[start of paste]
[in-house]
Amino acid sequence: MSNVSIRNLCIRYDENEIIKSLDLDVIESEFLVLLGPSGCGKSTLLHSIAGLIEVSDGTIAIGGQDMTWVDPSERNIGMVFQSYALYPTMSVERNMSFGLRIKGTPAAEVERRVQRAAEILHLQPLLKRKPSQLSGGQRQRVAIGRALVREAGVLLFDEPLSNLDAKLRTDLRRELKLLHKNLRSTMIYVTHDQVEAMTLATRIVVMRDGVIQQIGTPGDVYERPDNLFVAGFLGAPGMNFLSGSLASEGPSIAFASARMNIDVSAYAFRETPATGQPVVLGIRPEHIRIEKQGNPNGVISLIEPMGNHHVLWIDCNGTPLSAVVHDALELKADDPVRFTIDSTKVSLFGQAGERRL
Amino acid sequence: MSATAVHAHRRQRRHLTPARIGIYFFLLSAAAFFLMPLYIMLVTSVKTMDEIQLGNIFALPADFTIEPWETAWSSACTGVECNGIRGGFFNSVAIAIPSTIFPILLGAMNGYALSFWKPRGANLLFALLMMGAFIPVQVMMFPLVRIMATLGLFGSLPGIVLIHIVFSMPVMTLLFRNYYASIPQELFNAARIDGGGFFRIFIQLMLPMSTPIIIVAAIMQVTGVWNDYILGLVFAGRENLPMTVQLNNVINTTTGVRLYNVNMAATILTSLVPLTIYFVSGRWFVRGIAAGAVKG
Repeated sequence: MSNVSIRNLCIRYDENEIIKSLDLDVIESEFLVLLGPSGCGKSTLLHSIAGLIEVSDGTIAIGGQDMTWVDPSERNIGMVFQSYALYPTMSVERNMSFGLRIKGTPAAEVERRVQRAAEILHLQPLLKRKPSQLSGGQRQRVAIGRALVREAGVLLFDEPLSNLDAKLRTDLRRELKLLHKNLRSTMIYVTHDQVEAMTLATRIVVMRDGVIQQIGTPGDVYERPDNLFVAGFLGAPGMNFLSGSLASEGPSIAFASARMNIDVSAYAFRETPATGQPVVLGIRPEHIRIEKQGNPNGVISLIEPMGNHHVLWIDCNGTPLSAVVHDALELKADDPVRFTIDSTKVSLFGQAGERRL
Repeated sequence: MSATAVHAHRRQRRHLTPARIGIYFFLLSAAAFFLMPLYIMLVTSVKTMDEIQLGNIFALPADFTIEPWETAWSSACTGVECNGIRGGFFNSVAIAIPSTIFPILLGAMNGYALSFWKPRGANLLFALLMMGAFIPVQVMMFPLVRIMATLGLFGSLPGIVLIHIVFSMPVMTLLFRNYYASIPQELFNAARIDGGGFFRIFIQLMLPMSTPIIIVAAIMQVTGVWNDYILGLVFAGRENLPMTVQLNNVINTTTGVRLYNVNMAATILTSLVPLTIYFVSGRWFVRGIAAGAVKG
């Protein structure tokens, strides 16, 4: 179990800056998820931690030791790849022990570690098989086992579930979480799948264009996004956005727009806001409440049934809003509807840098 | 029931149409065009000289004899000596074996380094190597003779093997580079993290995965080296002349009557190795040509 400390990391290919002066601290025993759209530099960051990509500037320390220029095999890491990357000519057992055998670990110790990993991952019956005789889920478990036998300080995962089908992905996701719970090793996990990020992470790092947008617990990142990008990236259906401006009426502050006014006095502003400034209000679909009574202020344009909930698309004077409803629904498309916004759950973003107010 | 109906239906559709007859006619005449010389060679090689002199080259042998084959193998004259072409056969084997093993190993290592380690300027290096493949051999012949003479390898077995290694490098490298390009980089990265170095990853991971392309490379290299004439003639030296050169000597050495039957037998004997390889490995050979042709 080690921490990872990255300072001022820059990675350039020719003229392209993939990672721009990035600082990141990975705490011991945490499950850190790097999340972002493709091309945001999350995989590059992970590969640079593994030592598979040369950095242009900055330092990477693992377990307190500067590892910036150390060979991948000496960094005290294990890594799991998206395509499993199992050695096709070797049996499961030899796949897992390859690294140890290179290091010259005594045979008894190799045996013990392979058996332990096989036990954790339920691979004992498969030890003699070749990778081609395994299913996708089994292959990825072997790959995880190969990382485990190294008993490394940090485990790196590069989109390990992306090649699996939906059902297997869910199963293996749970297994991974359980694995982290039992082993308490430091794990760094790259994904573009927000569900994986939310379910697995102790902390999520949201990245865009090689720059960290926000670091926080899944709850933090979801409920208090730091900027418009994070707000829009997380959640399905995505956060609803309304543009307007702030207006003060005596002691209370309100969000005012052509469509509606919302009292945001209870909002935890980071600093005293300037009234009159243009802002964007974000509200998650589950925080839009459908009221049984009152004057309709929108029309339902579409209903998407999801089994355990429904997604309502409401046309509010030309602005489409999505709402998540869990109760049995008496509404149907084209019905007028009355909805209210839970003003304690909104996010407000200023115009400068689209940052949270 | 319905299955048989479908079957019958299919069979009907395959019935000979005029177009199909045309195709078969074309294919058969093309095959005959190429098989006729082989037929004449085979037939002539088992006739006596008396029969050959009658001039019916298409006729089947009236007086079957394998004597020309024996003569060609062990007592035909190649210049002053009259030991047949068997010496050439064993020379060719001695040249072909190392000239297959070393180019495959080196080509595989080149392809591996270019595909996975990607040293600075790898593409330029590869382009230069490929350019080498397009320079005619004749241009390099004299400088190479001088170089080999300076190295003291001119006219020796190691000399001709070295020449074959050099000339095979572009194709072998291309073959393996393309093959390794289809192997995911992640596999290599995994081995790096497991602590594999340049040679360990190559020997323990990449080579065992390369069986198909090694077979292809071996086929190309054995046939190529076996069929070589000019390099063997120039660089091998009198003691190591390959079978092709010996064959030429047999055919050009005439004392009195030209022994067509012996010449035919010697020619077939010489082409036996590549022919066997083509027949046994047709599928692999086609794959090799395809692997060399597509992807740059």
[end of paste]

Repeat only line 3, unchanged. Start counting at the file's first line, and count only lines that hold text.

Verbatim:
Amino acid sequence: MSATAVHAHRRQRRHLTPARIGIYFFLLSAAAFFLMPLYIMLVTSVKTMDEIQLGNIFALPADFTIEPWETAWSSACTGVECNGIRGGFFNSVAIAIPSTIFPILLGAMNGYALSFWKPRGANLLFALLMMGAFIPVQVMMFPLVRIMATLGLFGSLPGIVLIHIVFSMPVMTLLFRNYYASIPQELFNAARIDGGGFFRIFIQLMLPMSTPIIIVAAIMQVTGVWNDYILGLVFAGRENLPMTVQLNNVINTTTGVRLYNVNMAATILTSLVPLTIYFVSGRWFVRGIAAGAVKG